Sign up ×
Stack Overflow is a community of 4.7 million programmers, just like you, helping each other. Join them, it only takes a minute:

I think i want something impossible, but at least i can ask ))

We can typedef a pointer of function, which gets nothing and returns nothing like this.

typedef void (*fpointer)();

If function gets an int, then

typedef void (*fpointer)(int);

So i want to know, can i typedef a pointer of any function? (non class member)

Thanks to all.


    template <typename T>
    struct IsMemberFunctionPointerRaw
    {enum{result = 0};};

    template <typename T, typename S>
    struct IsMemberFunctionPointerRaw<T (S::*)()> 
    {enum {result = 1};};


    template <typename T, typename S, 
        typename P01, typename P02, typename P03, typename P04, typename P05,
        typename P06, typename P07, typename P08, typename P09, typename P10,
        typename P11, typename P12, typename P13, typename P14, typename P15,
        typename P16, typename P17, typename P18, typename P19, typename P20>
    struct IsMemberFunctionPointerRaw<T (S::*)(
        P01, P02, P03, P04, P05, 
        P06, P07, P08, P09, P10, 
        P11, P12, P13, P14, P15,
        P16, P17, P18, P19, P20)> 
    {enum {result = 1};};

This is from Loki library. There are 20 structs for every fucntion. Just i thought it's too bad style, and it was interesting to find better solution.

share|improve this question
Are you asking if it is possible to define a function pointer type for any given function, or are you asking if it is possible to define a function pointer that would work with any function? –  cdhowie Aug 12 '14 at 23:03
Loki seems to still strive for compatibility with pre-var-arg-templates code. –  Deduplicator Aug 12 '14 at 23:27

4 Answers 4

up vote 7 down vote accepted

There is no type in C++ that is a supertype of all function types. How would you call it except by casting back to a function type whose parameter and return types you know?

You can however store any function pointer or functor in the std::function type, as long as they have the same signature:

#include <functional>
#include <iostream>

// Actual function
int add1(int x) { return x + 1; }

// Functor (callable object)
struct Add {
  Add(int y) : y(y) {}
  int operator()(int x) { return x + y; }
  int y;

int main() {

  std::function<int(int)> g = add1;
  std::cout << g(2) << '\n';

  g = Add(2);
  std::cout << g(3) << '\n';

  int z = 3;
  g = [z](int x) { return x + z; };
  std::cout << g(4) << '\n';


This is one way to pass C++11 lambdas to functions, agnostic of their actual (implementation-defined) type.

There is another option: you can unsafely cast any function pointer p to another function type using reinterpret_cast<void(*)()>(p). However, you must cast it back to its original type before calling it. Technically you cannot simply use reinterpret_cast<void*>(p) because object-pointer types and function-pointer types are not guaranteed to have the same size, though in practice they are the same on all common architectures.

If you simply want a trait to determine whether a given function pointer type is a member function pointer, then you can use variadic templates to match any number of argument types:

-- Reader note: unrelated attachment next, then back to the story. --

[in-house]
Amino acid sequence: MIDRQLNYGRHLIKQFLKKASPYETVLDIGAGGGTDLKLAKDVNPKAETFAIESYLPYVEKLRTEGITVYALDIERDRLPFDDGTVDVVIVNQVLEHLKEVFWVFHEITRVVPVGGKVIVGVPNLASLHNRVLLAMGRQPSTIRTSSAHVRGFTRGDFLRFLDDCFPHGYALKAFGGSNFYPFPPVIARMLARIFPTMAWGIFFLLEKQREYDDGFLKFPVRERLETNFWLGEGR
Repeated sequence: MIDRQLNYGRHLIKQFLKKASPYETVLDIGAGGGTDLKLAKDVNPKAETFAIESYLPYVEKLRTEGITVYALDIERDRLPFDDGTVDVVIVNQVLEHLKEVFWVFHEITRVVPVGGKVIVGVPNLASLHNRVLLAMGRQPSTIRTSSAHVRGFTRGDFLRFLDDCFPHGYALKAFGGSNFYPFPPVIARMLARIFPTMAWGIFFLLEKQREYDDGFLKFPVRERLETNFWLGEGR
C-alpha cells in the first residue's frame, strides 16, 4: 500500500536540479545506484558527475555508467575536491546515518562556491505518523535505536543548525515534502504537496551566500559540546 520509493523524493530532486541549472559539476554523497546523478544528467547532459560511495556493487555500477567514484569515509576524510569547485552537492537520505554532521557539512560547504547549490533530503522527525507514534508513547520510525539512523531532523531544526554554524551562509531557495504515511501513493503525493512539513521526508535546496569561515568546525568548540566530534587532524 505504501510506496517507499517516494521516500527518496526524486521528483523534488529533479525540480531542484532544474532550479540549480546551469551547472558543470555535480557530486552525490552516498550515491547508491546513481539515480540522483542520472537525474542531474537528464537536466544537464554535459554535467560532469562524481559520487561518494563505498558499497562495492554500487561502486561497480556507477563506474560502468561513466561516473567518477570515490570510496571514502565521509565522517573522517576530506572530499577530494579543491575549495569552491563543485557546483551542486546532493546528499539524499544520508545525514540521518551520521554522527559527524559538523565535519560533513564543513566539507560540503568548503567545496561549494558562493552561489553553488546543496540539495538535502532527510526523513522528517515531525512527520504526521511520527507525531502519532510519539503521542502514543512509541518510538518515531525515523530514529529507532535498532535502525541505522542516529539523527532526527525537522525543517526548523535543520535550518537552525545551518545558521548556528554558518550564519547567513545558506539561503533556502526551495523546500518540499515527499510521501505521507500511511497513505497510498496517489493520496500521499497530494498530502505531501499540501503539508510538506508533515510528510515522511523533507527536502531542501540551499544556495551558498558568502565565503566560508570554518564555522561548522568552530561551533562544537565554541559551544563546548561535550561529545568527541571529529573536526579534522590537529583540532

template<typename T>
struct IsMemberFunctionPointerRaw {
  enum { value = 0 };

template<typename Result, typename Class, typename... Args>
struct IsMemberFunctionPointerRaw<Result (Class::*)(Args...)> {
  enum { value = 1 };

This is codified in C++11 as std::is_member_function_pointer.

share|improve this answer
It was about pointers. How would you call it, except... Somehow, that doesn't bother me for data-pointers with void*, at all. –  Deduplicator Aug 12 '14 at 23:12
You know, µC are quite common, even more than smartphones, desktops and server (including mainframes) together. And it is not uncommon for them to have different-sized data and code pointers. std::is_member_function_pointer –  Deduplicator Aug 12 '14 at 23:16
Thanks. I didn't know about variadic templates. –  user3245337 Aug 12 '14 at 23:21

If you want to typedef the function pointers on your example to fpointer, you would use (respectively):

typedef void (*fpointer) ();

typedef void (*fpointer) (int);
share|improve this answer
You can't do that, moreover, what would it achieve? What arguments would you call that function pointer with? What would it return? –  Robert Allan Hennigan Leahy Aug 12 '14 at 23:06
typedef int (*MyPointerType)(int,float);
MyPointerType ptr = nullptr; // MyPointerType just works as a type!
share|improve this answer

void* is such a universal pointer. void* variables can hold pointers on anything including free functions. But there is no such thing as abstract function in C so there is no pointer to it.

In the same way as there is no abstract integer type that will cover byte, short and int. And so there is no such thing as "pointer to any integer" in C.

share|improve this answer
It's a common extension, but void* need not be compatible with function pointers at all. –  Deduplicator Aug 12 '14 at 23:14
@Deduplicator Probably, but without such compatibility you cannot implement fundamental things like dlsym() –  c-smile Aug 12 '14 at 23:22
So? Not all the world is Unixoid. Anyway, there are ports to such architecture AFAICT, and they just use two different functions, one for data, one for code. –  Deduplicator Aug 12 '14 at 23:24

Your Answer


By posting your answer, you agree to the privacy policy and terms of service.

Not the answer you're looking for? Browse other questions tagged or ask your own question.